For the prosecutor, Milton, McNulty & Augelli (Anthony T. Augelli, of counsel).
For the respondent, Walter D. Van Riper, Attorney-General.
Before Justices Bodine, Wachenfeld and Burling.
The opinion of the court was delivered by
BURLING, J. A writ of certiorari was granted to review the action of the respondent in rejecting the application of the prosecutor, EDWARD A. Murphy, for retirement from the position of legal assistant, grade I, in the Court of Chancery of the State of New Jersey and for a pension of one half of the annual salary received from said position. The application by the prosecutor for retirement was granted and a pension was granted by an order of the Chancellor of the State of New Jersey, dated May 3d, 1946, which order was to become effective as of May 31st, 1946.
There are many statutory clauses and conditions for the retirement of public employees on pension and for the establishment and upkeep of pension funds.
The prosecutor asserts his right to be retired on pension pursuant to the provisions of chapter 4, with headnote "Veterans" of title 43, classified under "Pensions and Retirement," of the Revised Statutes and also chapter 175 laws of 1945, which is classified under title 38 "Militia-Soldiers, Sailors and Marines" and found in the cumulative pocket part under the following designation: R.S. 38:23A-3, under the headnote "Special Privileges and Exemptions of Persons in Military and Naval Service."
The respondent denies his right to be retired upon a pension upon two grounds: 1 -- that the prosecutor has failed to
show twenty years of service as required under the first act and 2 -- that the second act referred to has no application to the subject-matter of this controversy.
On October 16th, 1924, Murphy was appointed a building contracts and general clerk in the Hudson County clerk's office, and as such served continuously in the service of Hudson County until April 1st, 1930, at which time and as the result of a competitive Civil Service examination, he was transferred to the sheriff's office of said county as an assistant bookkeeper. He continued in the service of Hudson County as an assistant bookkeeper in the sheriff's office until May 1st, 1933, when, effective as of that date, he was granted a leave of absence from his county position to enter the service of the State of New Jersey.
On May 1st, 1933, Murphy was appointed to the position of confidential agent and sergeant-at-arms of the Court of Chancery of New Jersey, by the Chancellor, in which position he served continuously in the service of the state from the date of his appointment to the present time. The title of his position was changed by the Civil Service Commission to legal assistant, grade I, on July 1st, 1945, the change to be effective as of December 1st, 1944.
He is an honorably discharged veteran of World War I, and is also a veteran of World War II, he having been honorably relieved from active duty and having reverted to status of an inactive officer of the Army of the United States. He is incapacitated for the duties of his position of legal assistant, grade I in the Court of Chancery of New Jersey, because he is afflicted with a disease which examining physicians have termed "arthritis, chronic, osteoarthritic type" and the said disease is not curable. He was paid for his services as legal assistant, grade I, in the Court of Chancery a compensation of $5,100 per year.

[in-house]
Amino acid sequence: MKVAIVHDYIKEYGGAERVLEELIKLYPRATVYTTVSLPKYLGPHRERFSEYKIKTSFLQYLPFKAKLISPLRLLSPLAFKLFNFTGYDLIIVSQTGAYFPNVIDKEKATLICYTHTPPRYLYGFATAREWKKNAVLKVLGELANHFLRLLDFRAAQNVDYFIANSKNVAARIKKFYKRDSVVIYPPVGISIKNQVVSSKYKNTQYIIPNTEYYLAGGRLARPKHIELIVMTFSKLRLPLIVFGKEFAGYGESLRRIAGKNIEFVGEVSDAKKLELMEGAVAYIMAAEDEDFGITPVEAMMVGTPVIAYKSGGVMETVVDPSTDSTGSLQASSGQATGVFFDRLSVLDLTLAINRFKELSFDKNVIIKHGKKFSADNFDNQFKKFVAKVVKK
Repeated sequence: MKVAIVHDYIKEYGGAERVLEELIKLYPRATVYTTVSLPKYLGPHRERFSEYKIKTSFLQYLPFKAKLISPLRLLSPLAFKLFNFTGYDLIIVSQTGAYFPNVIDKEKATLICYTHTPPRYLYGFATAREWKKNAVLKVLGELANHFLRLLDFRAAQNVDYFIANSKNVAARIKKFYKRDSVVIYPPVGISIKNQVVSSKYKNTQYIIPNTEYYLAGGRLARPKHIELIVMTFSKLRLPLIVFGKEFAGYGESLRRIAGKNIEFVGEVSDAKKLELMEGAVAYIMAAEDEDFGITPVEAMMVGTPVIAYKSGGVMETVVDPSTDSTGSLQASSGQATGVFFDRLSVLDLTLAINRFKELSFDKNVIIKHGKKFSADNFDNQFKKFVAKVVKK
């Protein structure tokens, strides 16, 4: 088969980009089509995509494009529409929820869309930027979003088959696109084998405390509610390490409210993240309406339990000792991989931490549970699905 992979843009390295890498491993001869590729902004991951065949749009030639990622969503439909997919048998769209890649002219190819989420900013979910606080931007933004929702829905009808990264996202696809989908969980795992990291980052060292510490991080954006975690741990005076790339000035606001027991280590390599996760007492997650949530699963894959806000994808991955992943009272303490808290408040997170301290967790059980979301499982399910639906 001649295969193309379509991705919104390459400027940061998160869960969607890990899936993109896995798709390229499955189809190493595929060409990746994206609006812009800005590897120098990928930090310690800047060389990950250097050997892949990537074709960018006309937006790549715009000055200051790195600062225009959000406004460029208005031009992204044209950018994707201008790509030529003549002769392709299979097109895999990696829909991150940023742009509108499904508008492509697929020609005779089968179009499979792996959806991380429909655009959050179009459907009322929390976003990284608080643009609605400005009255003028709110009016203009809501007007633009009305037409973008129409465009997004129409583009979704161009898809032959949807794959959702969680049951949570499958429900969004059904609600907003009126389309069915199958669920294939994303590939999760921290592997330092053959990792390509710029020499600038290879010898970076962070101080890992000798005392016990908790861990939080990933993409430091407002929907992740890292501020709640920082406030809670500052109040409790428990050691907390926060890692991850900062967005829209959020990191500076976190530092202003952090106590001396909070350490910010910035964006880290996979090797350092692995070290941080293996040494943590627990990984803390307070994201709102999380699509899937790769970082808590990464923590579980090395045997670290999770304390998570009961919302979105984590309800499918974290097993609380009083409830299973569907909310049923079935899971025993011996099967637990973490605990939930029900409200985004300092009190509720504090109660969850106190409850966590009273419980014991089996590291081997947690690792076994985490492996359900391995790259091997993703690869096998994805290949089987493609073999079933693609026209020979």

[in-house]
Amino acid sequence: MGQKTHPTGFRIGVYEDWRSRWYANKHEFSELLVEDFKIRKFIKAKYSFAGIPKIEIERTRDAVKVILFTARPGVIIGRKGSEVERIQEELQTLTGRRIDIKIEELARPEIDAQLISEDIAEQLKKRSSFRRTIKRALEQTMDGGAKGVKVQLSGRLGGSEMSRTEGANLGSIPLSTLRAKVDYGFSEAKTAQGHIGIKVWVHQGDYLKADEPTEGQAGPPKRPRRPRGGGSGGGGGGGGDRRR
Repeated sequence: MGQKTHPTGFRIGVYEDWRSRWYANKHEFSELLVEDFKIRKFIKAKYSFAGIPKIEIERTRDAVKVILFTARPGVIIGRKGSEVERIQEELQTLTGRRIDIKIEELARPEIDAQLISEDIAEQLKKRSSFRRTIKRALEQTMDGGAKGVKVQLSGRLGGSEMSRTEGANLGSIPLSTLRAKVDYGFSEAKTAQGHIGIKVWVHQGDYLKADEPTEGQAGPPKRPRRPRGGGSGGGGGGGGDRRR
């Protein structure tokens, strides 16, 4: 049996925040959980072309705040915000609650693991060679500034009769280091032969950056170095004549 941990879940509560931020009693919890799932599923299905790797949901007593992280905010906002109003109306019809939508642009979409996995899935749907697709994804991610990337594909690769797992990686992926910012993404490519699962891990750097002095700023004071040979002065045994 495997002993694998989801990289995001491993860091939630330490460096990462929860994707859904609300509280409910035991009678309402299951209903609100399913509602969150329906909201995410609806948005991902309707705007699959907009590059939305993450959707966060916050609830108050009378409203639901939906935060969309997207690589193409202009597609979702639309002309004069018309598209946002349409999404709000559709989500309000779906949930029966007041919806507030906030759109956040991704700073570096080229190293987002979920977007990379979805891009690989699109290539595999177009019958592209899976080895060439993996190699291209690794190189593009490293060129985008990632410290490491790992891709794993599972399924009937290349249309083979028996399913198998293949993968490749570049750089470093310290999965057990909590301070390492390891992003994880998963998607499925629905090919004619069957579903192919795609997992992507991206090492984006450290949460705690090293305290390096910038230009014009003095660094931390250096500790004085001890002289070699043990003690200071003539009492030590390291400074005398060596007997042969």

The applicable sections of the Veterans' Pension Act as amended in 1944 are set forth in R.S. 43:4-1 and part of 2 and provide as follows:
"43:4-1. Application of Chapter extended to certain veterans. This chapter shall apply to and include persons serving in and honorably discharged from the military or naval
service of the United States, including nurses, in any war in which the United States is or has been engaged and in connection with the American punitive expedition or other intervention campaign or trouble with the Republic of Mexico during the administration of President Woodrow Wilson; provided, such designated persons shall have attained the age of sixty two years or become incapacitated after twenty years of continuous or aggregate service for the duties of their office or position or employment. As amended L. 1944, c. 211 p. 749 par. 1."
"43:4-2. Retirement of veterans; death in war; pensions. When an honorably discharged soldier, sailor or marine has or shall have been for twenty years continuously or in the aggregate in office, position or employment of this state or of a county, municipality or school district or board of education, except in the case of teachers in the public schools, the body, board or officer having power to appoint his successor in case of vacancy may, with his assent, order his retirement from such service, or he shall be retired on his own request. * * *"
R.S. 43:4-2 was amended by laws of 1947, chapter 279, by deletion of words "except in the case of teachers in the public schools."
The prosecutor, who possessed the other qualifications necessary to make him eligible for retirement had not spent twenty years in the service of the state. Eight years were spent in the service of the County of Hudson. The balance of the time, he was employed in the state service as an aide to the Chancellor. By adding together the time spent serving Hudson County to the time spent in the service of the state, prosecutor argues that he has the twenty years' service record required by the statute and therefore is eligible for retirement.
Respondent, on the other hand, contends that the statutory period of twenty years must all be spent in the service either of the state or of the county; and that the years spent serving the county may not be considered when, as here, the applicant seeks retirement from the state service.
The storm center revolves about the use in the statute of the word "or" in the phrase ...